Home Theater Speakers: All the Questions You Were Afraid to Ask

Our “Things You Always Wanted to Know” series takes on some of the most basic questions people have about our hobby. If you are a veteran of home theater and AV, you should know the answers to all or most of these questions. We get questions like these all the time from people starting their home theater journey. If you are new to home theater, or just want to test your knowledge, read on! These are all the questions you always wanted to know about home theater speakers but were afraid to ask!

What are home theater speakers?

Any speaker that is used in the watching of movies or television would be considered a home theater speaker. These speakers can be soundbars or full multichannel surround sound systems. They are simply speakers that are outside of your TV but connected to the content being displayed.

Which are the “best” home theater speakers?

There are so many good speakers out there it is impossible to say that there is a “best.” The room that a speaker is in can have a huge effect on how a speaker sounds. This means that a speaker that sounds great in one room may sound horrible in another.

Upgrading speakers hassle free
Speakers come in all shapes and sizes

Home theater speakers come in many sizes, why?

There are just so many reasons. The two main reasons are use case and demand. If audio quality were king, most speakers would be much larger than they are. But they’d also be much harder to sell as owners typically want speakers to be smaller so that they are easier to integrate into their homes and decor.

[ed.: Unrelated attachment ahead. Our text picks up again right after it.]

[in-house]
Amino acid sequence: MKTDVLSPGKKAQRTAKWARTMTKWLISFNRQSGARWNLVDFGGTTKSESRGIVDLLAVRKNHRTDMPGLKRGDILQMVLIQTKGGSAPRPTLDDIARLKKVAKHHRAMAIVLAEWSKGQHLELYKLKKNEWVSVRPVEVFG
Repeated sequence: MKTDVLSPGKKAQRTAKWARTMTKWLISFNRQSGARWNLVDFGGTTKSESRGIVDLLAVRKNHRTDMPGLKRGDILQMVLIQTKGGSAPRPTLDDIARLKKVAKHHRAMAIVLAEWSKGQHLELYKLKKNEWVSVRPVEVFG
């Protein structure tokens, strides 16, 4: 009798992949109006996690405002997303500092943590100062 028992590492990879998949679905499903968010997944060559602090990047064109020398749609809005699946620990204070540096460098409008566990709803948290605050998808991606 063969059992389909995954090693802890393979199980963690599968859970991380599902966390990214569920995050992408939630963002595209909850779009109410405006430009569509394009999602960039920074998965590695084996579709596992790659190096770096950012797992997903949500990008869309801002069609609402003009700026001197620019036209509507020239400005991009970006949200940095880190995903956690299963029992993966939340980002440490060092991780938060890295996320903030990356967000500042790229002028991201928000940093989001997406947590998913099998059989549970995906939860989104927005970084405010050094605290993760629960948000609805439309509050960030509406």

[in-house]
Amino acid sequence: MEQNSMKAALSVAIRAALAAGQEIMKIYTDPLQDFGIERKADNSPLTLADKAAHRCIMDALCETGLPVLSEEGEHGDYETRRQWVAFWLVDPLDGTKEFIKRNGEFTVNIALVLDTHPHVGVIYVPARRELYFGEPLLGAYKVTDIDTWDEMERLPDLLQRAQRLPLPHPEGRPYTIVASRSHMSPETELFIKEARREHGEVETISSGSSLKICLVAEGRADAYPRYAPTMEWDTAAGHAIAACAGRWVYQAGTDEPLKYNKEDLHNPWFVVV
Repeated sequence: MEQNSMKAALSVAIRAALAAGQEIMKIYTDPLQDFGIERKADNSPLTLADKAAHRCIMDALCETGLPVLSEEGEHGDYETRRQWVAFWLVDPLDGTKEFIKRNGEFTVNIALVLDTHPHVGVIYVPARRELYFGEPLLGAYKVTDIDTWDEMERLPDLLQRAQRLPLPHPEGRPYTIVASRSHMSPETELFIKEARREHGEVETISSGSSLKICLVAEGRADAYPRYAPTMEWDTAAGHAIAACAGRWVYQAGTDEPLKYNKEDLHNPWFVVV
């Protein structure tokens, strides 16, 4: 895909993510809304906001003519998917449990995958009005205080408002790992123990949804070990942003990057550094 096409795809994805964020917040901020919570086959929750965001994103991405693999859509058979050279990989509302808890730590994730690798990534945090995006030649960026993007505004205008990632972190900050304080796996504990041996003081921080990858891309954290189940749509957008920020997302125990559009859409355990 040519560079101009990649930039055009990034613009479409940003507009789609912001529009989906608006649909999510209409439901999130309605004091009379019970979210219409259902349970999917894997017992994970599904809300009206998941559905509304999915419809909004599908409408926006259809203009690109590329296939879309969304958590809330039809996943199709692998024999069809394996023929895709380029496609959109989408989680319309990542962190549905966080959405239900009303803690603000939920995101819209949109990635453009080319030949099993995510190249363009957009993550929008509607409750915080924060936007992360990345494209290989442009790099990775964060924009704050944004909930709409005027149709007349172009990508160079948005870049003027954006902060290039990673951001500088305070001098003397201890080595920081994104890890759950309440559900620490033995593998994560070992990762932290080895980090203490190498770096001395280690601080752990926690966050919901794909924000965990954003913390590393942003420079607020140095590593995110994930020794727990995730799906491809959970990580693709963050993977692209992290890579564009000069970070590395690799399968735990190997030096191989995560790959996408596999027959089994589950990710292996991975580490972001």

There are other times, however, that the use of the speaker determines the size. Surround speakers tend to be smaller because they will be placed very close and don’t have to play very loud. Floorstanding speakers will be larger because they need to get louder and be more sensitive.

What are the different parts of a speaker?

The three main parts of a speaker are the drivers, the crossover, and the binding posts. The drivers are the parts that make the sound, the binding posts are where you connect the wires, and the crossover directs different parts of the signal to the different drivers. You normally never see the crossover as it is inside the speaker enclosure.

There are two types of drivers in a home theater speaker – tweeters and woofers. The tweeter takes care of the high frequencies and the woofers the lower. You’ll sometimes see smaller woofers called midrange drivers and the larger ones as bass drivers.

Is one type of driver the best?

You’ll see some speakers with black drivers and others with gold. Manufacturers may even make claims about their driver material being “stiffer” than other materials. In general, however, there are no “best” when it comes to driver types. Even drivers that are objectively better (as far as their performance) have tradeoffs. Normally price. Sometimes with off-axis response and directivity.

What are those holes in some speakers?

Those are called ports. They allow air to travel in and out of the speaker cabinet. Not all speakers need them. The ports are used to increase the bass response.

Are speakers with ports better or worse?